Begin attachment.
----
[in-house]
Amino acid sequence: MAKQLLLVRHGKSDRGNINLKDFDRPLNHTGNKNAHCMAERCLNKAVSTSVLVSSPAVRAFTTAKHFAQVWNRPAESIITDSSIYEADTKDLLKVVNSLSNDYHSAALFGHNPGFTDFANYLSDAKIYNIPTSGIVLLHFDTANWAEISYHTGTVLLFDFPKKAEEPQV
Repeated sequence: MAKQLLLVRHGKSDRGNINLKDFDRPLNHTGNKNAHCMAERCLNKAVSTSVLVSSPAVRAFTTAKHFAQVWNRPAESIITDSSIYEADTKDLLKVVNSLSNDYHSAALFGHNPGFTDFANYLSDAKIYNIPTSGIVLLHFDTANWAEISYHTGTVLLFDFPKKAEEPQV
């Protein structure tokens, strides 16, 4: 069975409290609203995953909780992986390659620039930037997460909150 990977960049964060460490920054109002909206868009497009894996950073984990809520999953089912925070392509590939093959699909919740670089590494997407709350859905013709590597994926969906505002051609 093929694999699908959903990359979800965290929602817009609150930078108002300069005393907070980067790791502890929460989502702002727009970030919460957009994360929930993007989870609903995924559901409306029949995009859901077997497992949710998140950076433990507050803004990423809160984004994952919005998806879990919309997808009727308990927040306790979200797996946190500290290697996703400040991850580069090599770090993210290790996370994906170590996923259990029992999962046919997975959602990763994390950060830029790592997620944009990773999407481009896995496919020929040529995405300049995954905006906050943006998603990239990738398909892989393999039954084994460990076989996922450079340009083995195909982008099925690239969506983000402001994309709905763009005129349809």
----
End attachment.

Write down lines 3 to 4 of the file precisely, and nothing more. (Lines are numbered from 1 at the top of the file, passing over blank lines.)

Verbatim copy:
Repeated sequence: MAKQLLLVRHGKSDRGNINLKDFDRPLNHTGNKNAHCMAERCLNKAVSTSVLVSSPAVRAFTTAKHFAQVWNRPAESIITDSSIYEADTKDLLKVVNSLSNDYHSAALFGHNPGFTDFANYLSDAKIYNIPTSGIVLLHFDTANWAEISYHTGTVLLFDFPKKAEEPQV
């Protein structure tokens, strides 16, 4: 069975409290609203995953909780992986390659620039930037997460909150 990977960049964060460490920054109002909206868009497009894996950073984990809520999953089912925070392509590939093959699909919740670089590494997407709350859905013709590597994926969906505002051609 093929694999699908959903990359979800965290929602817009609150930078108002300069005393907070980067790791502890929460989502702002727009970030919460957009994360929930993007989870609903995924559901409306029949995009859901077997497992949710998140950076433990507050803004990423809160984004994952919005998806879990919309997808009727308990927040306790979200797996946190500290290697996703400040991850580069090599770090993210290790996370994906170590996923259990029992999962046919997975959602990763994390950060830029790592997620944009990773999407481009896995496919020929040529995405300049995954905006906050943006998603990239990738398909892989393999039954084994460990076989996922450079340009083995195909982008099925690239969506983000402001994309709905763009005129349809």